Feminine Transgression and Normal Domesticity
This chapter looks at domestic life in The Duchess of Malfi and Arden of Faversham. Each of these plays is dominated by a female character and each has as its core a private domestic space. In each play, this space is ultimately destroyed by murderous impulses. In most other respects, the two plays are very different, but looking at them together permits a consideration of the relationship between women and the domestic sphere to which they were often relegated and of the different forms that feminine transgression may take.
- Anonymous. 1973. The Tragedy of Master Arden of Faversham, ed. M.L. Wine. London: Methuen.Google Scholar
- Beer, Barrett L. 2004. Seymour, Edward, Duke of Somerset [Known as Protector Somerset] (c. 1500–1552), Soldier and Royal Servant. Oxford Dictionary of National Biography. Oxford University Press, September 2004. http://www.oxforddnb.com.ucc.idm.oclc.org/view/10.1093/ref:odnb/9780198614128.001.0001/odnb-9780198614128-e-25159 (Online edition).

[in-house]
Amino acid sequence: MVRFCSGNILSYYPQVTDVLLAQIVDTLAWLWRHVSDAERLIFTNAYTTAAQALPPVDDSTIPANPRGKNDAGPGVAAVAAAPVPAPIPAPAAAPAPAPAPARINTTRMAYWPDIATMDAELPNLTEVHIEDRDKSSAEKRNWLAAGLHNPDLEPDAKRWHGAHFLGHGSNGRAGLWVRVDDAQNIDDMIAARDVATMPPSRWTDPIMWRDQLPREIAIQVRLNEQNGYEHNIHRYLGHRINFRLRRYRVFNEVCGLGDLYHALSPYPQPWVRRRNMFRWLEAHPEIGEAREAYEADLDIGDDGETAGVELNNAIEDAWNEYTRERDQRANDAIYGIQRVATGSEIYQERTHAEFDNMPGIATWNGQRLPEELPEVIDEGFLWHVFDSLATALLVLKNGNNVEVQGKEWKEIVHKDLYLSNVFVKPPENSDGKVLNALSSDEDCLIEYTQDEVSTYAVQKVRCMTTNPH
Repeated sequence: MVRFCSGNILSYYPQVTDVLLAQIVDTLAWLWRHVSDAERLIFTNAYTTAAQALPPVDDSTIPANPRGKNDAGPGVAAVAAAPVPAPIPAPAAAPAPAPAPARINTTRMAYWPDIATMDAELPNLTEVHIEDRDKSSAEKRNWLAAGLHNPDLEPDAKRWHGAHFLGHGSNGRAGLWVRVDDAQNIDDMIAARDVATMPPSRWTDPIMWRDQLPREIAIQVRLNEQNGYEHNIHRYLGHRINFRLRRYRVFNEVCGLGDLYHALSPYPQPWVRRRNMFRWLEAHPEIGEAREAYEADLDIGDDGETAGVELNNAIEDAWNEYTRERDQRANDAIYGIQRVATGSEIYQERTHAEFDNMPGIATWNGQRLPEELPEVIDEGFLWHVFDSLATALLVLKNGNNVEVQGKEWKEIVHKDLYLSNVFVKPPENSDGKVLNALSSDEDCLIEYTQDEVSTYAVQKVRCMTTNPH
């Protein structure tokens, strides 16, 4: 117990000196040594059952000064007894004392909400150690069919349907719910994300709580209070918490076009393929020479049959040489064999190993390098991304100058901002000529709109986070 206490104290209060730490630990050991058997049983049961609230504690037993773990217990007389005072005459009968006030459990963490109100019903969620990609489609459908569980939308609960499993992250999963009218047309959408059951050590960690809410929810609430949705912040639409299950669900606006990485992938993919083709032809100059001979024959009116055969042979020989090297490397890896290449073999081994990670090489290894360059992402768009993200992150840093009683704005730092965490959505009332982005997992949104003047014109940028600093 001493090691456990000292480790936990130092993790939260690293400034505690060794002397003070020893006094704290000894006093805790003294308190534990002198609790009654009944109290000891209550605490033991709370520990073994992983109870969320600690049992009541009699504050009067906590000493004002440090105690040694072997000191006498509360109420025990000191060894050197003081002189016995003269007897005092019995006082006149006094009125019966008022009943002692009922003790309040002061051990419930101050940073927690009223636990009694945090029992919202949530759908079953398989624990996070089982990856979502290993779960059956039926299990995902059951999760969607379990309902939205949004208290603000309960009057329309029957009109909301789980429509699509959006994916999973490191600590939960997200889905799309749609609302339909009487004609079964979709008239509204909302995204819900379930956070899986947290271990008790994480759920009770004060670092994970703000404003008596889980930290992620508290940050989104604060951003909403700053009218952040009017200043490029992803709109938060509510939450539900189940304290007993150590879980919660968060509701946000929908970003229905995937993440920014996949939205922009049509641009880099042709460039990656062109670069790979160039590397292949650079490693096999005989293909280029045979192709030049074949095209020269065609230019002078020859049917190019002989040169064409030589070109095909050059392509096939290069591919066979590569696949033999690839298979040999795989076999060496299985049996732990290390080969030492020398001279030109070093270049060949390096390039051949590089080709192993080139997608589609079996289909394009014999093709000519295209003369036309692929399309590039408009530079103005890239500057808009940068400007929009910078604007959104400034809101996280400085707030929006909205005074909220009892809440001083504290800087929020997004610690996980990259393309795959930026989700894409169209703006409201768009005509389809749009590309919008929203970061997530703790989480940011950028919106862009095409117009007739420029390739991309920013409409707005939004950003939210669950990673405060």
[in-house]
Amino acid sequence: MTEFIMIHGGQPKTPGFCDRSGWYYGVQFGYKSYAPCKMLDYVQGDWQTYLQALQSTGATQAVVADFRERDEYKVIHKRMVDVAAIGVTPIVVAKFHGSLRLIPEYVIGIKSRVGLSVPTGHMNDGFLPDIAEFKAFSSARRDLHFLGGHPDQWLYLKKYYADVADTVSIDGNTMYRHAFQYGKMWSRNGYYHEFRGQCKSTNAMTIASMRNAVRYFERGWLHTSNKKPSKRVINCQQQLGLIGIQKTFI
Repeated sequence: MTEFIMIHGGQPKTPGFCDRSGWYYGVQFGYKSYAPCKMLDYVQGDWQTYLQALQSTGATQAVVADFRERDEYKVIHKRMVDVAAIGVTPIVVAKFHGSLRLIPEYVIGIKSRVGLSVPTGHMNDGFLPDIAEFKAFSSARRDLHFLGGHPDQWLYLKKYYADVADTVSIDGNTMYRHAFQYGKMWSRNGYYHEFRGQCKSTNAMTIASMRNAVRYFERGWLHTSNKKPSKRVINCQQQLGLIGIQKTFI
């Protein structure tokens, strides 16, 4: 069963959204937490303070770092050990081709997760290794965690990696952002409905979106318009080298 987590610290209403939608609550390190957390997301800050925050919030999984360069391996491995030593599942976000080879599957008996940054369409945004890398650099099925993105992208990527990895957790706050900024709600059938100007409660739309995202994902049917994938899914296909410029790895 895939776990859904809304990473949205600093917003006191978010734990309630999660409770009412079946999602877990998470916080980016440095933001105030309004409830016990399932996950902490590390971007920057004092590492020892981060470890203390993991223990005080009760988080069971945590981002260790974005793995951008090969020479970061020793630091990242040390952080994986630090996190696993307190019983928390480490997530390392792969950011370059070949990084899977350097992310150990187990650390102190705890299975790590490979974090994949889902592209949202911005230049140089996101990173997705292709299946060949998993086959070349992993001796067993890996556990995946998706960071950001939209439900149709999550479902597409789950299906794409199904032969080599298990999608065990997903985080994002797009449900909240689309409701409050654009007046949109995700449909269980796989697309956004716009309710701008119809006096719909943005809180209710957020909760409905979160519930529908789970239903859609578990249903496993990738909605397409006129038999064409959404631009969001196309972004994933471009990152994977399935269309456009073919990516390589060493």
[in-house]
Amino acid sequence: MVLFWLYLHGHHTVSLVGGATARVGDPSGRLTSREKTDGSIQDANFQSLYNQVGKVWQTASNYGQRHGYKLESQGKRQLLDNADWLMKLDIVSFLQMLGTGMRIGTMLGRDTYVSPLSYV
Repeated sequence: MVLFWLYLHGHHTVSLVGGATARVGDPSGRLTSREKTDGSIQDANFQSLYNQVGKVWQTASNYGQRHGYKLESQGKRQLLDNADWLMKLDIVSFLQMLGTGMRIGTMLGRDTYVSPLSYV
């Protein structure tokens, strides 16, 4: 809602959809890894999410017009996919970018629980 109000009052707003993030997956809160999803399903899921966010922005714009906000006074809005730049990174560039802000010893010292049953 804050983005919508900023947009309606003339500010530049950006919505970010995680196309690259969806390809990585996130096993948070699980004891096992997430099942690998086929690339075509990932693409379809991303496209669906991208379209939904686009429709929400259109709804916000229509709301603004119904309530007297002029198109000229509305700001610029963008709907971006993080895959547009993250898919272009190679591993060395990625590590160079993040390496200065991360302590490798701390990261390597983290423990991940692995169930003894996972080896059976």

- Guy-Bray, Stephen. 2014. ‘Fellowships of Joy’: Angelic Union in Paradise Lost. Early Modern Culture 10. http://emc.eserver.org/1-10/guy-bray.pdf.
- Lopez, Jeremy. 2003. Theatrical Convention and Audience Reaction in Early Modern Drama. Cambridge: Cambridge University Press.Google Scholar
- Orlin, Lena Cowen. 1994. Private Matters and Public Cultures in Post-reformation England. Ithaca, NY: Cornell University Press.Google Scholar
- Power, Andrew J. 2017. Arden of Faversham: Roles and Requirements. In New Oxford Shakespeare: Critical Reference Edition, vol. 1, ed. Gary Taylor, et al. Oxford: Oxford University Press.Google Scholar
- Spenser, Edmund. 1912. Spenser: Poetical Works, eds. J.C. Smith and E. de Selincourt. Oxford: Oxford University Press.Google Scholar
- Webster, John. 2015. The Duchess of Malfi, ed. Michael Neill. New York: W. W. Norton.Google Scholar